While working on a research project, however, Jackowitz had an epiphany: He could share his knowledge with others as a career.

“This may sound, I don’t know, maybe too presumptuous, but it just dawned on me, ‘Geez, I could do this just as well as anybody else,’” Jackowitz said. “I’m going to give this a try.”

Jackowitz returned to campus as a faculty member to find that the University’s computers had steadily evolved to include a Data General minicomputer, a device about the size of a small closet that required substantially less air conditioning and ventilation than the mainframe-sized units of the past. Not long after he began teaching, the personal computer revolution hit the University.

“(It) was really quite disruptive because the whole idea was that each individual would have their own computer,” he said. “They didn’t have to rely on (having access) to somebody else’s computer. This, of course, leads to the whole dawn of a new software industry, people writing software for that personal computer market.”

And, while Paul was teaching and JoAnn was working as a programmer analyst at InterMetro Industries, their family experienced three benevolently “disruptive” events of its own: the births of their children Andrew, Daniel ’10, G’13 and Lisa ’16, G’19.

“When you have a child, so much changes,” Jackowitz said. “One of the things you discover is that as a parent, you certainly are a teacher, so the way you’ve learned to sort of present things kind of spills over into your personal life and into your children.”

A New Day

Just as the world-at-large was becoming used to the new normal of the personal computer era, the enhanced connectivity of the internet came along to disrupt the industry yet again. From there, the content available on the internet exploded, leading to a number of advances that seem commonplace today but were truly revolutionary in their impact.

“Take … something like Wikipedia,” Jackowitz said. “You want to find out about something, and you type ‘Something Wikipedia,’ and it takes you right to the article. Our librarians here on campus will say, ‘Well, you know, that‘s not necessarily a very reliable source,’ but everyone generally agrees there is some merit there.”

"It’s the concepts that will serve you your whole career."

From there, Jackowitz said the economy created by the marketing of the internet and, later, the marketing of the smartphone, led directly to advancements in specialized areas of the field, including cybersecurity and social media. The possibilities for the future of the field, of course, remain limited only by the imaginations of future computing scientists.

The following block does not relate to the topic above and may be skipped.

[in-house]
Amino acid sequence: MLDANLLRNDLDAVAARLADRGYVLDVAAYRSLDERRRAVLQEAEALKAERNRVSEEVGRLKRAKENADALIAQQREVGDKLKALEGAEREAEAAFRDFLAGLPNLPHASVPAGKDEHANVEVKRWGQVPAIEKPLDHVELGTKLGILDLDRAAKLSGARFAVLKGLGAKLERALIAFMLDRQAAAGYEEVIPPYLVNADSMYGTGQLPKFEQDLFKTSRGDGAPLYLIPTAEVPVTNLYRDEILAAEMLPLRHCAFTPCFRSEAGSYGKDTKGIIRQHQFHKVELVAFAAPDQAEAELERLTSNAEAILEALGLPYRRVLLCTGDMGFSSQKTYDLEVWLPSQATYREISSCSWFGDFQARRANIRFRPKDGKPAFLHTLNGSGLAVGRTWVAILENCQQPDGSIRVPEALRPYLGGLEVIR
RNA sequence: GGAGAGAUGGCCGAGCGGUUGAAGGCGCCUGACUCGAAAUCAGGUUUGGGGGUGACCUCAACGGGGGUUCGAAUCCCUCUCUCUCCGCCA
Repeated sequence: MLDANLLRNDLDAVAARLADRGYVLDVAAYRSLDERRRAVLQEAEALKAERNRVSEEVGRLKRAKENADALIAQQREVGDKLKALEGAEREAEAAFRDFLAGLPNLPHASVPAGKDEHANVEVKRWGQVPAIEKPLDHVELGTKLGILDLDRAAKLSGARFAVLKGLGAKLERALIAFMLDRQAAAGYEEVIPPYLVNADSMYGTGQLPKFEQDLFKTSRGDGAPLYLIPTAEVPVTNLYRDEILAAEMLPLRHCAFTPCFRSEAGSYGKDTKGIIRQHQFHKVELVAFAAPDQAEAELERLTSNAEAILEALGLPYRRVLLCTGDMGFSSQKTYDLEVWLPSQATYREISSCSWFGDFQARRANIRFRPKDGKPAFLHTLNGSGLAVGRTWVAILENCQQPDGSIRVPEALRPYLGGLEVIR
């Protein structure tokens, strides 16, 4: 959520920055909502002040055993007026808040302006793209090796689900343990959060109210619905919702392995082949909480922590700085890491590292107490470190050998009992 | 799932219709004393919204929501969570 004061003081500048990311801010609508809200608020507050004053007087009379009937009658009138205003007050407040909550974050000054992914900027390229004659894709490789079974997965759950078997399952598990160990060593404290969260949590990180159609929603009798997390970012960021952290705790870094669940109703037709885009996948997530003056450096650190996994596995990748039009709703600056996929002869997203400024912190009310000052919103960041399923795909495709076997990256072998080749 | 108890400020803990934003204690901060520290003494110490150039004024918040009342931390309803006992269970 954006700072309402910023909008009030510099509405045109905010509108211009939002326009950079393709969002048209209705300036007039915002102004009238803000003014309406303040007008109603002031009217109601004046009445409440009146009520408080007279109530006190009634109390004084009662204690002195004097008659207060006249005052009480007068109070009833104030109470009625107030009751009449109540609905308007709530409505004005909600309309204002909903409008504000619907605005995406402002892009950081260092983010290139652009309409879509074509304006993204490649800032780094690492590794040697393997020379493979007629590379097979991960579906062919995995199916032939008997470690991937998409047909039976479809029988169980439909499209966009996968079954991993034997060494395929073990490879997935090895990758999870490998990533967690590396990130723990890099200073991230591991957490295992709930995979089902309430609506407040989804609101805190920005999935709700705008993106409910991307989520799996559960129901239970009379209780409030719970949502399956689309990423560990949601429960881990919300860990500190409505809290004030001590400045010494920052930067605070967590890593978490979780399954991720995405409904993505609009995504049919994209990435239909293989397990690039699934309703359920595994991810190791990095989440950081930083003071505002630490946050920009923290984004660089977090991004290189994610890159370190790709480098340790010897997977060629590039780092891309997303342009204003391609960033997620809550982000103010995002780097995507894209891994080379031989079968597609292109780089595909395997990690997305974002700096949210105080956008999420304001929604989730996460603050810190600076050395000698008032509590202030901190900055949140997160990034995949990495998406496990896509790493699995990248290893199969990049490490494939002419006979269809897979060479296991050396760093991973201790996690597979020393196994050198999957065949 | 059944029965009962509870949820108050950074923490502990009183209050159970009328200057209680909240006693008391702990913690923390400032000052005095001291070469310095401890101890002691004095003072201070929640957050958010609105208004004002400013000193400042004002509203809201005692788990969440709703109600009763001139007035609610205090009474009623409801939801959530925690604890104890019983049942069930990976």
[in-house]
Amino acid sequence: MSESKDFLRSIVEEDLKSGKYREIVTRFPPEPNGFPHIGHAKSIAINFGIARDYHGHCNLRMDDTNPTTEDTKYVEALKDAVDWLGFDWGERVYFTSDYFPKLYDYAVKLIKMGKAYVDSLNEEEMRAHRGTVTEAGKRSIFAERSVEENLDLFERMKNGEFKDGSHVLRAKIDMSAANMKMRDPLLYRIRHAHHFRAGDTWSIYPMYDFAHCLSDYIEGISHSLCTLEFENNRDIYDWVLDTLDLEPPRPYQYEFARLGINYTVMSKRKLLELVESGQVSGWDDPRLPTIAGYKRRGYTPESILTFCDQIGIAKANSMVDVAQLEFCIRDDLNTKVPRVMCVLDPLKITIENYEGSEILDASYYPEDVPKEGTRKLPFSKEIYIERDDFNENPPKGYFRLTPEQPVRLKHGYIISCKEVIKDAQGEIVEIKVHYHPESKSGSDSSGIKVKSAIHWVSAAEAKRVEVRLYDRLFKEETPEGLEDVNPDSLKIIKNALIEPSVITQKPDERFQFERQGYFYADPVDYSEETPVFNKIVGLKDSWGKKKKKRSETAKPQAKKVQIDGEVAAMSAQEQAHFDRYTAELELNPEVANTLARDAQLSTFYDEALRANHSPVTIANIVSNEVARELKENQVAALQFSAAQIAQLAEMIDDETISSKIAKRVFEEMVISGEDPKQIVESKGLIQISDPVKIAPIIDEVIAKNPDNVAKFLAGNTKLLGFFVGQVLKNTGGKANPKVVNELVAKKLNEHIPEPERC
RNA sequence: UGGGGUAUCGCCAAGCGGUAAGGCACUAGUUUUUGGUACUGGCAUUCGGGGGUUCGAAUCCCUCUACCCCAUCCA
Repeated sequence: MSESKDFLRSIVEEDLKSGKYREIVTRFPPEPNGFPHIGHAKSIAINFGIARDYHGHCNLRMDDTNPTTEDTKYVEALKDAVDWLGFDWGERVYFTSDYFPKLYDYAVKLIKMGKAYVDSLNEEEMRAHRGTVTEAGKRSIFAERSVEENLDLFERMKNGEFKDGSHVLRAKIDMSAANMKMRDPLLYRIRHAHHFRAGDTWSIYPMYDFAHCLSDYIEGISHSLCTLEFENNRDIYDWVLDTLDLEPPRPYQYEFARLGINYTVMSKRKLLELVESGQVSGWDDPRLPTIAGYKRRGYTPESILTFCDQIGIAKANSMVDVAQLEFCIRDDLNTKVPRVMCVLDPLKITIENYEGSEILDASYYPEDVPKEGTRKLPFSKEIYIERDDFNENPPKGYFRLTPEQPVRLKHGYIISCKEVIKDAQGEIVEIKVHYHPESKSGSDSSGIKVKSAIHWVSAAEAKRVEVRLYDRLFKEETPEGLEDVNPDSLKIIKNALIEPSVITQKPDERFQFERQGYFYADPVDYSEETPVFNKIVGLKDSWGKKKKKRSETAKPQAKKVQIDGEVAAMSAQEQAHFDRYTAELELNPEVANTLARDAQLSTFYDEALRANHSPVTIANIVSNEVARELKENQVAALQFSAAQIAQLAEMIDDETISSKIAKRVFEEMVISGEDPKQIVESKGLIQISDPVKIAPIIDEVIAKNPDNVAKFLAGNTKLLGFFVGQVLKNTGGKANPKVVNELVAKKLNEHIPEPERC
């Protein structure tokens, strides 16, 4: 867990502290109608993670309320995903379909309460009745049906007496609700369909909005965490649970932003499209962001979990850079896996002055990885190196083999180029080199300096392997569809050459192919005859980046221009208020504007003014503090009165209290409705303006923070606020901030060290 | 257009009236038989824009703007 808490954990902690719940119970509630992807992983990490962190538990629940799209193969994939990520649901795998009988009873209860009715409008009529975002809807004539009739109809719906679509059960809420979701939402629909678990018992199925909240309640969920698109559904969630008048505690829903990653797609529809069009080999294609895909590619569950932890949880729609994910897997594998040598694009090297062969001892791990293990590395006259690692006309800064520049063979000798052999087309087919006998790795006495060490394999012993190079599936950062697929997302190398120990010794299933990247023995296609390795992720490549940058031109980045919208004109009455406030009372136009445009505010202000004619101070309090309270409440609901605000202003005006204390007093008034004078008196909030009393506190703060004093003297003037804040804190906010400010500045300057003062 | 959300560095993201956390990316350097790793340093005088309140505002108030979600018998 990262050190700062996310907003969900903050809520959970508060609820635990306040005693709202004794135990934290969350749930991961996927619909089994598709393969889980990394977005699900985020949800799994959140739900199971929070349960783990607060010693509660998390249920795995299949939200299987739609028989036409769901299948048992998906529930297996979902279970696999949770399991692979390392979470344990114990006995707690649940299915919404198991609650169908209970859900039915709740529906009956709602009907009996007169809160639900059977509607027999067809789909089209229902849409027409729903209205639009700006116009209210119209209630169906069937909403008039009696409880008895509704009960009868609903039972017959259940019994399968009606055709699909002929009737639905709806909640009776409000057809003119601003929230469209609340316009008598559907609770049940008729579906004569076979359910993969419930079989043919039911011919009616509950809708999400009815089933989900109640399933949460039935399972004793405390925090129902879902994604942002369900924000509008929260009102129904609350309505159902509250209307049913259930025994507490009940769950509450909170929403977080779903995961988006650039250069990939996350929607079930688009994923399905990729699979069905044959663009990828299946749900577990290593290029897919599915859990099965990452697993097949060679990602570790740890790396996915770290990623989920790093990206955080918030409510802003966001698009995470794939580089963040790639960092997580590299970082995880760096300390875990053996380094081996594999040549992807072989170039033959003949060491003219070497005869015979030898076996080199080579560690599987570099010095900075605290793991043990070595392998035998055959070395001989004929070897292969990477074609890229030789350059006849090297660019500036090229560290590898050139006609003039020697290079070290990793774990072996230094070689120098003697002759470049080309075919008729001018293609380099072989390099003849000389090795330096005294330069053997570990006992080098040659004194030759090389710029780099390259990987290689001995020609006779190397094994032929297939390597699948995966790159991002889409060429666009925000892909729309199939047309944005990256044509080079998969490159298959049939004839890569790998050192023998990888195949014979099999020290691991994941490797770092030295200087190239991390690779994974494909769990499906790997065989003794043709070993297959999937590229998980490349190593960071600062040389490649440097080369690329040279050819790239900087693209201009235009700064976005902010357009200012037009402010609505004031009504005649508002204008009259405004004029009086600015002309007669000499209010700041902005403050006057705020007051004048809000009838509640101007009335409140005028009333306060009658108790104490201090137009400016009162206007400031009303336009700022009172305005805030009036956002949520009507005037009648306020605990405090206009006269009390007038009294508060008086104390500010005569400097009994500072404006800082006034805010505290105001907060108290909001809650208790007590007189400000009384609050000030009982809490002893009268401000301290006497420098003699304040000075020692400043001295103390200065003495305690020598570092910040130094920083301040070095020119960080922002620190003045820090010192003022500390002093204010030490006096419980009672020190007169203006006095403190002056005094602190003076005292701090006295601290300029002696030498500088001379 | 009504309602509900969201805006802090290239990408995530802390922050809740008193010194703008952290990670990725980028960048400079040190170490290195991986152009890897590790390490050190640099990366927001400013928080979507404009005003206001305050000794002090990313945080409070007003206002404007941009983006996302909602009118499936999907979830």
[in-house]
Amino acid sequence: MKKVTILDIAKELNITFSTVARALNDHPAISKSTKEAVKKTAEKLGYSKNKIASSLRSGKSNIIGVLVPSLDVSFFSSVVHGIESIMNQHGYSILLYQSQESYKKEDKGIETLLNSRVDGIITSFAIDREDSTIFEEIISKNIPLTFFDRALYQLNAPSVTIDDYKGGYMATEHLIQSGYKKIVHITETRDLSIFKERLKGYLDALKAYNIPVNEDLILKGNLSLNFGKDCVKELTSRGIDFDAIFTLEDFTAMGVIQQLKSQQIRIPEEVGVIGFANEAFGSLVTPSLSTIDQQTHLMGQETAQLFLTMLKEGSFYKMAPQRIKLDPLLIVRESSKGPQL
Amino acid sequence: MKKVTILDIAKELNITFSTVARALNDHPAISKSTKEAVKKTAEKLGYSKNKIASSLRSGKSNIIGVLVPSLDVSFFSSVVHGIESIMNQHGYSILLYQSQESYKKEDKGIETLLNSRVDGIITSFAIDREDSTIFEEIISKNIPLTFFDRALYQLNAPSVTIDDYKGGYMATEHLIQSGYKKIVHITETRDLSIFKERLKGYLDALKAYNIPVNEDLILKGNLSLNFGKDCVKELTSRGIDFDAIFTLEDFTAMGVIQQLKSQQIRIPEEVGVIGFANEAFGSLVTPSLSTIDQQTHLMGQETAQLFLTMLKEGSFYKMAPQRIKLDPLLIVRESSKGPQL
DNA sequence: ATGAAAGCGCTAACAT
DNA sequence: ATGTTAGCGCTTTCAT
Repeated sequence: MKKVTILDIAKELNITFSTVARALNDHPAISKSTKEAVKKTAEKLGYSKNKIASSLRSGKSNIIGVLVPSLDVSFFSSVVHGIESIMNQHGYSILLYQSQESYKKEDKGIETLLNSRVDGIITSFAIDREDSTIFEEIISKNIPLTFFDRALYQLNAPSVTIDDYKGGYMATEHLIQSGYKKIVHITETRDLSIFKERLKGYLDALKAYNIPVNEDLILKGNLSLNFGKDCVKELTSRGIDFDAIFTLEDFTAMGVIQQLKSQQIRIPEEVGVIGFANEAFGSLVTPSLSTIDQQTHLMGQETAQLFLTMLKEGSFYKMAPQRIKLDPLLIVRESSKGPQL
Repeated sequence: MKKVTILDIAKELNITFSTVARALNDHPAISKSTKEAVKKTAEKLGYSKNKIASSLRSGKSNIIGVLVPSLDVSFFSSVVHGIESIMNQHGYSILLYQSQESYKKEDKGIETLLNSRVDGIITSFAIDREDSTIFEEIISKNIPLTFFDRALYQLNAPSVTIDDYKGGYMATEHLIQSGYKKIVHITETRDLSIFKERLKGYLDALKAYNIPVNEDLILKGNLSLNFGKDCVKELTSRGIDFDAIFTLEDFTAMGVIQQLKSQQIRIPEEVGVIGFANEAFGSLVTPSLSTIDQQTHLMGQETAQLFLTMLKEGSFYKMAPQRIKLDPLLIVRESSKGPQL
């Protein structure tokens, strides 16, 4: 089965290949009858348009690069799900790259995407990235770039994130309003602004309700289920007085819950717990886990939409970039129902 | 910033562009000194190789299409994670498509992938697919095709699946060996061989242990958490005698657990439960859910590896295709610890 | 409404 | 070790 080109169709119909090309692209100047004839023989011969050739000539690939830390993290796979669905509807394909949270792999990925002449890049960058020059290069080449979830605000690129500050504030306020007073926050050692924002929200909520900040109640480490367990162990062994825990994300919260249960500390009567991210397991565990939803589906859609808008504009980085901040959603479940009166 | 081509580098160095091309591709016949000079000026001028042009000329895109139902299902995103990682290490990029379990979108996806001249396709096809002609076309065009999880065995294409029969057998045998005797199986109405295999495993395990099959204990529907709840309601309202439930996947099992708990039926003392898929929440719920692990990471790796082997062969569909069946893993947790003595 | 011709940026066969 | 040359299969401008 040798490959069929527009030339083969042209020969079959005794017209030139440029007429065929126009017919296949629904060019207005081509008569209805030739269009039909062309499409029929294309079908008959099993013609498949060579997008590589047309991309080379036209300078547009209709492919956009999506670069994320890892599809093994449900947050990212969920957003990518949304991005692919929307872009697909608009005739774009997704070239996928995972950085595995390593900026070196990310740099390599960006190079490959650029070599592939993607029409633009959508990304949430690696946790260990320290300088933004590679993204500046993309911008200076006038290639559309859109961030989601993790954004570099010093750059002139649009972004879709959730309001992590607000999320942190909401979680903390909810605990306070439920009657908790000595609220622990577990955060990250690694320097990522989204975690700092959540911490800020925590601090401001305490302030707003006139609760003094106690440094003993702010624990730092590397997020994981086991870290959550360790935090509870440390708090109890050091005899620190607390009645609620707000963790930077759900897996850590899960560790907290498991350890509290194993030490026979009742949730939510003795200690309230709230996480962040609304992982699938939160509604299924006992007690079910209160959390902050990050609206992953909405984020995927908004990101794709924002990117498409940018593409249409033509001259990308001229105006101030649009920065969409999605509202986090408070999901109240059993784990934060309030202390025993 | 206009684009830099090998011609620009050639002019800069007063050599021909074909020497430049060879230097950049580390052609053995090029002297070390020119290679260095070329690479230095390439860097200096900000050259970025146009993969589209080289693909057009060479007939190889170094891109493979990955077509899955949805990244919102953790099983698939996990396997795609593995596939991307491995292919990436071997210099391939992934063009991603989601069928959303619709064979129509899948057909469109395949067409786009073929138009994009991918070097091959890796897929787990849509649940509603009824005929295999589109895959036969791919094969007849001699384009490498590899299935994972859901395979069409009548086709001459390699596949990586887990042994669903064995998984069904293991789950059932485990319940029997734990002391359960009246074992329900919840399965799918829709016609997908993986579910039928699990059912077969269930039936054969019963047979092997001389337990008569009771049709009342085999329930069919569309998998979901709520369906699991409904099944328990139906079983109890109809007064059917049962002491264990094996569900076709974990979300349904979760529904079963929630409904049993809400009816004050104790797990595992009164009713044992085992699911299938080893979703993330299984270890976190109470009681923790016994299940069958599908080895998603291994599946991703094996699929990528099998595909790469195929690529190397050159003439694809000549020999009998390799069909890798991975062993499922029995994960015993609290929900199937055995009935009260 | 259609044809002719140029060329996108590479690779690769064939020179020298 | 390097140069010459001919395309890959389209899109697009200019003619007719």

“When you work with physical stuff, you’re limited by the physical realities of the natural world,” Jackowitz said. “When you work with computers, it’s abstract. You can imagine these virtual things.”

Recently, the Department of Computing Sciences celebrated the 50 th anniversary of the establishment of the degree program in Computer Science at the University with an alumni Zoom social, and Jackowitz said the department has planned additional celebrations throughout the coming year to commemorate the occasion. 

“Fifty years of computing at Scranton is a milestone that we in the department are very much proud of,” he said. “I think (the Zoom social) was a success because people asked, ‘When is the next one?’”

And, although much has clearly changed since 1973, today’s students still study many of the same lessons Jackowitz learned during his student days.

“There are concepts, and there are details when you study computer science,” he said. “It’s the concepts that will serve you your whole career.

“The details (will) change … but when you walk out the door, you’ve got those concepts, and hopefully, you’ve learned how to continue to learn because you’re going to have to do it the rest of your career.” 

Scranton Shorts: Celebrating 50 Years of Computing Sciences At Scranton With Assistant Professor of Computing Sciences Paul M. Jackowitz

On today’s episode, we sit down with Professor Paul M. Jackowitz '77, assistant professor of computing sciences at the University, to discuss the 50th anniversary of the computing sciences at Scranton, his student days and the lone, room-sized computer the University housed, his time on the faculty, and the evolution of the program from punch cards to pcs to smartphones and beyond.

Listen to the podcast episode, here.